Take everything about the Magic’s ability to draft and develop players, do a complete 180, and then you have the Toronto Raptors. There’s 3 things certain in life: death, taxes, and the Toronto Raptors successfully developing young players. Don’t believe me? Let’s go through some names: Fred VanVleet (undrafted), Pascal Siakam (27th pick), O.G. Anunoby (23rd pick), Chris Boucher (undrafted), Norman Powell (46th pick). What the Raptors do better than anyone else in the NBA is find talent and develop them into contributing players. That’s why I am so high on Scottie Barnes. It shocked a lot of fans that the Raptors passed on Jalen Suggs to take Barnes, but I can’t hate the move because they have proven time and time again they know what they’re doing in the draft. Okay, so what is so special about Barnes? It’s not every day you see a 6’9, 225 pound small forward with the skillset of a point guard. For reference, Seattle Seahawks wide receiver D.K. Metcalf is 6’4 and 229 pounds. So add 5 inches to D.K. and let him dribble down the court on you. I, for one, would not sign up to guard that on a nightly basis. Additionally, Barnes was named ACC Freshman of the Year, ACC Sixth Man of the Year, and plays great defense while being able to score if needed. I believe Barnes will be a perfect fit on the Raptors, especially with the departure of Kyle Lowry this offseason, and be a strong candidate for Rookie of the Year.
2. Cade Cunningham (Detroit Pistons, Pick: 1)
I can’t let myself be a chalk guy and make the first overall pick in the draft be #1 on my power rankings. For that reasons, I have to make the all around elite scorer out of Oklahoma State #2 on my list. Cunningham said he wanted to play for the Pistons which, at least in my opinion, is wild and I don’t know why anyone would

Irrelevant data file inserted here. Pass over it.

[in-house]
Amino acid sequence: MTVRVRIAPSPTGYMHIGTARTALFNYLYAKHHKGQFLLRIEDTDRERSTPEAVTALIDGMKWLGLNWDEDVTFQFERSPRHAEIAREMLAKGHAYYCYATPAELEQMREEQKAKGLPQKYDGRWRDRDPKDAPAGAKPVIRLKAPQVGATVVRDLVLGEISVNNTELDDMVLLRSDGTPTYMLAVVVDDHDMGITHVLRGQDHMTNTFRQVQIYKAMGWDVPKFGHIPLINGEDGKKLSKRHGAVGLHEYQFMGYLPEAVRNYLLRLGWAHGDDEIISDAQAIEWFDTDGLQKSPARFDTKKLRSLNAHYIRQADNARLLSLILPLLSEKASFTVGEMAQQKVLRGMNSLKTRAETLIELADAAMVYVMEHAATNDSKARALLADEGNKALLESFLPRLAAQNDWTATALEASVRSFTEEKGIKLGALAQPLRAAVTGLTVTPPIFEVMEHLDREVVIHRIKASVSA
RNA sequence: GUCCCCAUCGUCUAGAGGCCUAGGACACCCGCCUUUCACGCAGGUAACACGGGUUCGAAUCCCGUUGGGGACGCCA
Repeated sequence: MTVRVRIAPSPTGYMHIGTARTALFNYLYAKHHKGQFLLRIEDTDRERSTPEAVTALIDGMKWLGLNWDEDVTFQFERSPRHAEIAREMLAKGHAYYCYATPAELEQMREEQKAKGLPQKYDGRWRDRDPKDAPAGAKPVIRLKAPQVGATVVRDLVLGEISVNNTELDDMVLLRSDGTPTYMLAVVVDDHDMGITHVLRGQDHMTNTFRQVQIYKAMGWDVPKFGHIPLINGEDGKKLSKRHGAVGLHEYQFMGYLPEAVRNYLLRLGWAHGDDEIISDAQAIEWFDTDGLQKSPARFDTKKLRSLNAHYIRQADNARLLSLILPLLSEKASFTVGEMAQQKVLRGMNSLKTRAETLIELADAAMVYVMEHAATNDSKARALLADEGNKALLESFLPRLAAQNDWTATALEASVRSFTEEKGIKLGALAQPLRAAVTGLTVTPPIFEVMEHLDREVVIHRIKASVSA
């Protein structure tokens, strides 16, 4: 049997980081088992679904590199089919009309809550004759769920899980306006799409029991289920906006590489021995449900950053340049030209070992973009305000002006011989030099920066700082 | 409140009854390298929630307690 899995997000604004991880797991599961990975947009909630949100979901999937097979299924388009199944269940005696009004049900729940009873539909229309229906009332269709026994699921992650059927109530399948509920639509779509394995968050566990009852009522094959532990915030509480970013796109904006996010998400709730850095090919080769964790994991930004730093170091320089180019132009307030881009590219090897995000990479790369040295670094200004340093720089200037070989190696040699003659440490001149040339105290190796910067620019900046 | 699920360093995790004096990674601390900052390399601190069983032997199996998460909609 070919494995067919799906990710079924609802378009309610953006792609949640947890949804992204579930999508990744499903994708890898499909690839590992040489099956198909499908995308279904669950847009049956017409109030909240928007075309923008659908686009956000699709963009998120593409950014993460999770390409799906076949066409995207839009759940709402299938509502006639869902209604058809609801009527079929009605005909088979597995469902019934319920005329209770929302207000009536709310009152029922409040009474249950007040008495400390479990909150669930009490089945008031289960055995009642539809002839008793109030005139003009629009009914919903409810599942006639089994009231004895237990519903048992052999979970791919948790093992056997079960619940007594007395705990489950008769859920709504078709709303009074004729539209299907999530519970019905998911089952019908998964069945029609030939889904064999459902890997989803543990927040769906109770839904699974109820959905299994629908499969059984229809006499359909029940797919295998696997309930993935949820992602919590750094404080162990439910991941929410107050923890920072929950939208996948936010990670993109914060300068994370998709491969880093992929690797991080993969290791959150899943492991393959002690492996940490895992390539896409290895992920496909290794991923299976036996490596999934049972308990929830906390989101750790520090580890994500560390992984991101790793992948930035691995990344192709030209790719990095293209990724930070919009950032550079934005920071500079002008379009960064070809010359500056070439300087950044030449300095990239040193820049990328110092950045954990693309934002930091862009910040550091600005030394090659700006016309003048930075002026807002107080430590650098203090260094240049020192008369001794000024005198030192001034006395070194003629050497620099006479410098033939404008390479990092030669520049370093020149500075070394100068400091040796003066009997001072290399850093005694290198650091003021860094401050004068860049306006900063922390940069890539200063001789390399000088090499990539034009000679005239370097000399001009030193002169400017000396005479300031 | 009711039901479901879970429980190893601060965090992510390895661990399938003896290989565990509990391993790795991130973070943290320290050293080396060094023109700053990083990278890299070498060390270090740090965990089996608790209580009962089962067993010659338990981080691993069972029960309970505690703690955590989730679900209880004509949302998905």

want to happily do that. Now, I have never been to Detroit. I’m sure the city and its people are great, but the actual Pistons franchise has frankly been an unsuccessful mess since the mid 2000s. But if he wants to play there, then it seems to be a perfect match, as the Pistons are ready to welcome Cunningham with open arms, as he is their best acquisition since Chauncey Billups in 2002. Cade Cunningham is an offensive Swiss army knife to say the least. He can score from every spot on the floor, which he showcased during the Summer League, averaging 18.7 points per game. The only thing that can hold him back is his injury history, which is why I have him ranked #2. If he can stay healthy, then he could very well end up as the best player in the draft class. Lastly, Cade will very likely get this year’s Lamelo treatment on House of Highlights… I can almost guarantee it.
1. Jalen Green (Houston Rockets, Pick: 2)
Honestly, I see the Rookie of the Year race being a season long toss up between Green and Cunningham. Both guys are gifted scorers and can very well be ROY. If you don’t recognize the name Jalen Green from the NCAA Tournament, well, you shouldn’t, because he wasn’t there. In fact, Green opted out of going to college and went straight to the NBA’s G-League Ignite team. Since Green has been playing for ayear against G-League players, who I believe are more developed than college students you would see inyour Monday, 10am communications class, I give Green the slight edge over Cunningham. I just think Green’s transition to playing up against NBA level talent night in and night out will be smoother than Cade’s. In addition, the 6’5 guard was electric in the Summer League, and I see him playing a huge roleon the Rockets this season. Ultimately, the Rockets are in need of a top scoring option, as PG John Wall has requested a trade out of Houston and PF Christian Wood and SG Kevin Porter Jr. are not consistent enough scorers to fill the role as option one on offense. With all that said, I am officially declaring Jalen Green as my 2021-22 NBA Rookie of the Year Award winner.